Holiness is always present in those who are loyal guests of the great King, for “without holiness no man shall see the Lord.” Too many professors pacify themselves with the idea that they possess imputed righteousness, while they are indifferent to the sanctifying work of the Spirit. They refuse to put on the garment of obedience, they reject the white linen which is the righteousness of saints. They thus reveal their self-will, their enmity to God, and their non-submission to his Son. Such men may talk what they will about justification by faith, and salvation by grace, but they are rebels at heart, they have not on the wedding dress any more than the self-righteous, whom they so eagerly condemn.

Or consider these paragraphs from a sermon of John Wesley (sermon #120, “On The Wedding Garment”), presented the year before his death:

What, then, is that holiness which is the true “wedding garment,” the only qualification for glory?

“In Christ Jesus, neither circumcision availeth any thing, nor uncircumcision; but a new creation,”—the renewal of the soul “in the image of God wherein it was created.”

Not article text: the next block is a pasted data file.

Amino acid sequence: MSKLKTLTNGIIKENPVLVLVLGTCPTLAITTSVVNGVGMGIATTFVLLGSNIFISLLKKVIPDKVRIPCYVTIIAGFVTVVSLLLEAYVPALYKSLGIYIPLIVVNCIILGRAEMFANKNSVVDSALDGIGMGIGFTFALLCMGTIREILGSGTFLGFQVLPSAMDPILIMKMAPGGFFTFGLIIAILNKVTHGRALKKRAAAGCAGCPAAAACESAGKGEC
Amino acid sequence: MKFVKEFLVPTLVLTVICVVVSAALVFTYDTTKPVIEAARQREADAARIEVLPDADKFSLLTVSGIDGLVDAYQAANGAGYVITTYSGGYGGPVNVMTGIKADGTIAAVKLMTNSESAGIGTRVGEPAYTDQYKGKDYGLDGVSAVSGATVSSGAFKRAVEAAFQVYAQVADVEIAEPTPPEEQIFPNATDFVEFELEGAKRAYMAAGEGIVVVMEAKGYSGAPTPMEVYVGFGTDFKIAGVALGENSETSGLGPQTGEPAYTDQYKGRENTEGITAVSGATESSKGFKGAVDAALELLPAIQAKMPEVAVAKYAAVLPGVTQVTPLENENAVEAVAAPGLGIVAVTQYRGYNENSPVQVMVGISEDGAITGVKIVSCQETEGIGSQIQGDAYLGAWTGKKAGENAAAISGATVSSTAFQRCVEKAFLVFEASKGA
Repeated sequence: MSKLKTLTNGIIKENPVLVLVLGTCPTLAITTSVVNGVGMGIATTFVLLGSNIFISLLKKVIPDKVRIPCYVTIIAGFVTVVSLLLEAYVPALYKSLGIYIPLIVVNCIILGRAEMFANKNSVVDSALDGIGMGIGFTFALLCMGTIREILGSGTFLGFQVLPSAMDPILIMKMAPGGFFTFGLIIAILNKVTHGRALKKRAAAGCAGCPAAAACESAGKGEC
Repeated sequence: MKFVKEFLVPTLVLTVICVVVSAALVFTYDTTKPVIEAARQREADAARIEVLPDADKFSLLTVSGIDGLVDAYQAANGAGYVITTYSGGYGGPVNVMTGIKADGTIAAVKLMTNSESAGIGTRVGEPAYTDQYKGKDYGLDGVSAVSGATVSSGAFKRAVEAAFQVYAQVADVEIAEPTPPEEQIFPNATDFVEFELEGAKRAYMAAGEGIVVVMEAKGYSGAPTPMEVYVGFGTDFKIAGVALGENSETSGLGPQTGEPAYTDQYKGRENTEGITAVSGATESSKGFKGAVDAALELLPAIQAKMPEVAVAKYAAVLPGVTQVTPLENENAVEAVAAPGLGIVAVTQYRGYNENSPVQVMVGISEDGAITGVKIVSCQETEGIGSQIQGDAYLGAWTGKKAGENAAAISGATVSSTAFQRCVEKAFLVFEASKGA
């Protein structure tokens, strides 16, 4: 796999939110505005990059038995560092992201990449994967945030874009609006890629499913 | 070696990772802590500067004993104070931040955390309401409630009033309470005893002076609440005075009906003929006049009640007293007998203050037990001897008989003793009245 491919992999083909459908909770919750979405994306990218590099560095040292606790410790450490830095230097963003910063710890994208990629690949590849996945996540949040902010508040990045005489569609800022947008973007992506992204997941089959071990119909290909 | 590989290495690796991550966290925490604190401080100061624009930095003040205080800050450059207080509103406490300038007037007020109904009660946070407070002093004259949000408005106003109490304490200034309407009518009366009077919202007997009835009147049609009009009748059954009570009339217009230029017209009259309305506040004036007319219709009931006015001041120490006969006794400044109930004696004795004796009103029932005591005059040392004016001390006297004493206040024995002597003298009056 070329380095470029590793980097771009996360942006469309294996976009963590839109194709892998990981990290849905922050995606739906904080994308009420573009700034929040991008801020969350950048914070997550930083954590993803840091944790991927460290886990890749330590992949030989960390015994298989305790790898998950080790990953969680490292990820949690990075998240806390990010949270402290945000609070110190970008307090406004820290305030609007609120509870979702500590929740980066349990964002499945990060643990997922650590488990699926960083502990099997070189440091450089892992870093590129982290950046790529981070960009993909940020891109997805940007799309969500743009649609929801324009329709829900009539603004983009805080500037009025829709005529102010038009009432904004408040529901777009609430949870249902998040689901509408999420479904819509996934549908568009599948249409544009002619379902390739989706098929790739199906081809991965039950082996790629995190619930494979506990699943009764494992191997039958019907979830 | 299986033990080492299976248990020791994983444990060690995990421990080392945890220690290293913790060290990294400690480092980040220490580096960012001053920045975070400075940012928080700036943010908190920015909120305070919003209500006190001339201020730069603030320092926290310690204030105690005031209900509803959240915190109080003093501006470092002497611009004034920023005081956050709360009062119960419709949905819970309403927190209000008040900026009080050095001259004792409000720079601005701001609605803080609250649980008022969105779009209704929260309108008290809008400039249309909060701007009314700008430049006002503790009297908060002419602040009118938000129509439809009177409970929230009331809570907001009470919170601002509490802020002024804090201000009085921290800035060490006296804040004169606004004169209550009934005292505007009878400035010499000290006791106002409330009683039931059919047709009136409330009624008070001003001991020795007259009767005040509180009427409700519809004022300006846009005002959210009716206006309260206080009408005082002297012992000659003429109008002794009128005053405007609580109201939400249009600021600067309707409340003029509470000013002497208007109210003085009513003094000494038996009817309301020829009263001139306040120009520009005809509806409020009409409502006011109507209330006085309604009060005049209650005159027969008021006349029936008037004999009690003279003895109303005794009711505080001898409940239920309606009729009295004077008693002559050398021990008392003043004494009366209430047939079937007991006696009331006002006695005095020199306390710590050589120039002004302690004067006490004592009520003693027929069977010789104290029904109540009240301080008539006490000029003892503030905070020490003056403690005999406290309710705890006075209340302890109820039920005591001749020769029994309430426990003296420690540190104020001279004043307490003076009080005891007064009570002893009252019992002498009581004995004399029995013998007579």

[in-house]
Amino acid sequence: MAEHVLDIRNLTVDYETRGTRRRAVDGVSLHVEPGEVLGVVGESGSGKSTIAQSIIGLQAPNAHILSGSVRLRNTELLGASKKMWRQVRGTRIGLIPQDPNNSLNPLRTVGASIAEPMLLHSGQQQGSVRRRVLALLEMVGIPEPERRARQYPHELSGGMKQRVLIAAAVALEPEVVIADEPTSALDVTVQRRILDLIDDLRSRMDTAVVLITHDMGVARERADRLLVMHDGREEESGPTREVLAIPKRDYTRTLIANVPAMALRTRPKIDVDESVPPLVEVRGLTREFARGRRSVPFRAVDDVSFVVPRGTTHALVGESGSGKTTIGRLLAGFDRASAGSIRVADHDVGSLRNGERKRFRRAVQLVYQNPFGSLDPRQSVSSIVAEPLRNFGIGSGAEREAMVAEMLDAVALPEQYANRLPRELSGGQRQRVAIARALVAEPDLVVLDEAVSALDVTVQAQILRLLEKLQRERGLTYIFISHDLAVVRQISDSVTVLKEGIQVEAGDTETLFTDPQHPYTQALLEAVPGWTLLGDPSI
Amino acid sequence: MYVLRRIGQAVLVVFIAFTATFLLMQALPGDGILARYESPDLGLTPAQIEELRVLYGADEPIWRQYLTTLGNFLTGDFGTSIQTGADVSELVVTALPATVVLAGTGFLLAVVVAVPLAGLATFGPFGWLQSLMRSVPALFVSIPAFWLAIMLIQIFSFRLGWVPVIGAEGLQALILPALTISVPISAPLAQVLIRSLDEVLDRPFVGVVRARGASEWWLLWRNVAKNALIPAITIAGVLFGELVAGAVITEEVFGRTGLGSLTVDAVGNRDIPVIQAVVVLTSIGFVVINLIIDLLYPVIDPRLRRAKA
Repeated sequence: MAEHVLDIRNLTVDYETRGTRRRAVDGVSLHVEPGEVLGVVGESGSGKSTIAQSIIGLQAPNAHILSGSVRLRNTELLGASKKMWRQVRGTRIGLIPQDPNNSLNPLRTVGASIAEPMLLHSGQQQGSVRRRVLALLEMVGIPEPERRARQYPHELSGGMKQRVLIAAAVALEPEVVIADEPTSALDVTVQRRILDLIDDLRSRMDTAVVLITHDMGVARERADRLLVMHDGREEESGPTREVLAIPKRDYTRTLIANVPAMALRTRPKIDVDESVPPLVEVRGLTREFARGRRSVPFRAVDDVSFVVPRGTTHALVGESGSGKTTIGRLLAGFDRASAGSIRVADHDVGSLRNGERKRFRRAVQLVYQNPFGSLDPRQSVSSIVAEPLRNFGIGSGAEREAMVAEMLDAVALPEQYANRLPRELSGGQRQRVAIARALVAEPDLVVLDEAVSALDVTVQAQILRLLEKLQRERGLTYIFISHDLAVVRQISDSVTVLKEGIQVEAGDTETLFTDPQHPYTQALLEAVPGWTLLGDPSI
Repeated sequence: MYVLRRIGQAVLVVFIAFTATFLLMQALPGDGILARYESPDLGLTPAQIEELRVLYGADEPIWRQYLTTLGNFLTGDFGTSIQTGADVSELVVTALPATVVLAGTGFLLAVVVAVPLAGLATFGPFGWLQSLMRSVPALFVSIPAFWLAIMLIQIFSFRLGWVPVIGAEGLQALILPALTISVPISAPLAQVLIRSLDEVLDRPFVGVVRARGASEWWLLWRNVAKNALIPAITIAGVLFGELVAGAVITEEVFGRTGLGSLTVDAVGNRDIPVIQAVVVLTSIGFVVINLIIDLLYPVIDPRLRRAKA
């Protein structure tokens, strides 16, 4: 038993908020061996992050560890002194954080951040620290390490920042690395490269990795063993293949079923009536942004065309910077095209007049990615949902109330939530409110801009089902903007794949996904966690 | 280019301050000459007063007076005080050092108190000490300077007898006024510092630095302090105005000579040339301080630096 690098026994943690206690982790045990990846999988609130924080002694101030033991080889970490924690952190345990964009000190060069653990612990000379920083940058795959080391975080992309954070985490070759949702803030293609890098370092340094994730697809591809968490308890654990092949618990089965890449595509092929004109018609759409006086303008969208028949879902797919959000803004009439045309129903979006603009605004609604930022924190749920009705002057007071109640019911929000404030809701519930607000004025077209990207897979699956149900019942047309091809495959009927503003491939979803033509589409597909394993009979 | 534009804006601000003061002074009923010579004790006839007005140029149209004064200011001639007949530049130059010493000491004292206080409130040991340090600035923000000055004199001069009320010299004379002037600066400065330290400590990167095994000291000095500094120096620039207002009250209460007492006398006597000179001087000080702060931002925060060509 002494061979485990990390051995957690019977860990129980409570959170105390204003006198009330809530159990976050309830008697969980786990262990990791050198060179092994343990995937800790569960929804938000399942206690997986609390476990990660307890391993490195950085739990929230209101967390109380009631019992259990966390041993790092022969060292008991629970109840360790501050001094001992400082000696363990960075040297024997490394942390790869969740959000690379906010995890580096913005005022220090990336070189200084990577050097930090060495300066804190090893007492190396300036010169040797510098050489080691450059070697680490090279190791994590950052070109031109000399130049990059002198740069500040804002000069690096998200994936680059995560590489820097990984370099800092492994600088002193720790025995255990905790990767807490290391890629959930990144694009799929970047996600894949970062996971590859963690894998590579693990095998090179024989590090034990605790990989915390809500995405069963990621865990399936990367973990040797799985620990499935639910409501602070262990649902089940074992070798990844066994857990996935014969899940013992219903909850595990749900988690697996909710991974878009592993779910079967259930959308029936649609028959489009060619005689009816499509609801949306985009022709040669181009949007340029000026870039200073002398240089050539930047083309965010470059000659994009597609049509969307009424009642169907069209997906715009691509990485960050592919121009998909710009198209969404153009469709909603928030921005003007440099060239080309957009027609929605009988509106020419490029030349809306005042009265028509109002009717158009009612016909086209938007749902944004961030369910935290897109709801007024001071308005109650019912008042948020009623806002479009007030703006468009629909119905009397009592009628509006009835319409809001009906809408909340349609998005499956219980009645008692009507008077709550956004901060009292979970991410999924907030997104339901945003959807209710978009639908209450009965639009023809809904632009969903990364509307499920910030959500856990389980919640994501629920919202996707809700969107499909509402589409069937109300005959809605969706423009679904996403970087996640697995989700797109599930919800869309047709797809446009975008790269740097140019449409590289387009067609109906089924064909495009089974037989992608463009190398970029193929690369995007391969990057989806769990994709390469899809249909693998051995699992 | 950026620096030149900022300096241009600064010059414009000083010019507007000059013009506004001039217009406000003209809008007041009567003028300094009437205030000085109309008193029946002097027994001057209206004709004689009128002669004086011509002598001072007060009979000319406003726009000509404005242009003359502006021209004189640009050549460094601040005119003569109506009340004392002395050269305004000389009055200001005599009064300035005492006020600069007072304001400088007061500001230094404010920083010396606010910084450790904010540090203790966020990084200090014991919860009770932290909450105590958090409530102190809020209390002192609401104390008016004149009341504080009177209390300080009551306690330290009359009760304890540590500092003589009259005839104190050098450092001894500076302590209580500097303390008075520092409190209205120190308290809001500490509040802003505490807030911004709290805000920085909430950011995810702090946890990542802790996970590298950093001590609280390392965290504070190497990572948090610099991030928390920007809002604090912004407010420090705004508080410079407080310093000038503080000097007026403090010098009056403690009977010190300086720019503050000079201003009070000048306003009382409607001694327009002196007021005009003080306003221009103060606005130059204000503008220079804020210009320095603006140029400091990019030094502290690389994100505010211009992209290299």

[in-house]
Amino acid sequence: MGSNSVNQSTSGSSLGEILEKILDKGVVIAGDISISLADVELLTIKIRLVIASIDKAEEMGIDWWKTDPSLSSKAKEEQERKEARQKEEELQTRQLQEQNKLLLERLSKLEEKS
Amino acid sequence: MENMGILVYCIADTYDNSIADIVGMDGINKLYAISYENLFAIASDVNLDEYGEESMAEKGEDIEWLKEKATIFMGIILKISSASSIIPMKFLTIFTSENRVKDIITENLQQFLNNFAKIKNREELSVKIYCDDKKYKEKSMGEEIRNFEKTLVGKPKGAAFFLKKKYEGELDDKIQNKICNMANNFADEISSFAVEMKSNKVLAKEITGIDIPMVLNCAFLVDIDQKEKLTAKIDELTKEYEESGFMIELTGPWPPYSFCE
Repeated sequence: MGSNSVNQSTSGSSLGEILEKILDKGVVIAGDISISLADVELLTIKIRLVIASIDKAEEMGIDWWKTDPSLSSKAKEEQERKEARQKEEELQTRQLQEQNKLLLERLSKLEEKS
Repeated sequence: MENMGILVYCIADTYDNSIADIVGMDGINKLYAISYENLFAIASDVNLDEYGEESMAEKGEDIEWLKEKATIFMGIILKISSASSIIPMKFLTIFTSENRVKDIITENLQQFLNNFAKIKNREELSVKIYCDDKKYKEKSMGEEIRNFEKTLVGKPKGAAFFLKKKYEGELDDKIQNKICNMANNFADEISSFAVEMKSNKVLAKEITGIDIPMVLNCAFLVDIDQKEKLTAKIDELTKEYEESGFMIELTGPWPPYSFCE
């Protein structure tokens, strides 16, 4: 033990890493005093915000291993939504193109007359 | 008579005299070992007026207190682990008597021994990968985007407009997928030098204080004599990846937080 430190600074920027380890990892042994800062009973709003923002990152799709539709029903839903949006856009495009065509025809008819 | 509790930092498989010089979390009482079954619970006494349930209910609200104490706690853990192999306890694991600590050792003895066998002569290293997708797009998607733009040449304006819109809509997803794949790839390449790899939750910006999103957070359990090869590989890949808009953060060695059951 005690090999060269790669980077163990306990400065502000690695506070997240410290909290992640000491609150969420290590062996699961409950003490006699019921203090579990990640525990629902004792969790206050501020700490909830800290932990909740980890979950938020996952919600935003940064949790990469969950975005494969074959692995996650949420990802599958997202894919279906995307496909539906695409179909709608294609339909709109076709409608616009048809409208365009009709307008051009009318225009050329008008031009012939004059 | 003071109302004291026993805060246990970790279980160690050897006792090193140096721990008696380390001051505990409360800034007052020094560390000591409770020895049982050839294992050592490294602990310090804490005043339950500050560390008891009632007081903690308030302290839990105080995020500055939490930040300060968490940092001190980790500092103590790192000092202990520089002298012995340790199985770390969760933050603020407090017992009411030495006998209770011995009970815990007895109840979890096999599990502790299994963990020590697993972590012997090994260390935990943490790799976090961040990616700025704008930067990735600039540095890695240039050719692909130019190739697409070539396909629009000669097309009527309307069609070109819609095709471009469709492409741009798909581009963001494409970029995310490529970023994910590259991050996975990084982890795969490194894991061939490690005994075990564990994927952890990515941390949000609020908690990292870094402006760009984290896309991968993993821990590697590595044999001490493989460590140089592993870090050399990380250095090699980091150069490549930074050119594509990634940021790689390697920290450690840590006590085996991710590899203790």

In “Christ Jesus neither circumcision availeth anything, nor uncircumcision, but faith which worketh by love.” [Gal. 5:6] It first, through the energy of God, worketh love to God and all mankind; and, by this love, every holy and heavenly temper: in particular, lowliness, meekness, gentleness, temperance, and longsuffering.

“It is neither circumcision,” (the attending on all the Christian ordinances), “nor uncircumcision,” (the fulfilling of all heathen morality,) but “the keeping the commandments of God; particularly those: “Thou shalt love the Lord thy God with all thy heart, and thy neighbour as thyself.” In a word, holiness is the having “the mind that was in Christ,” and the “walking as Christ walked.”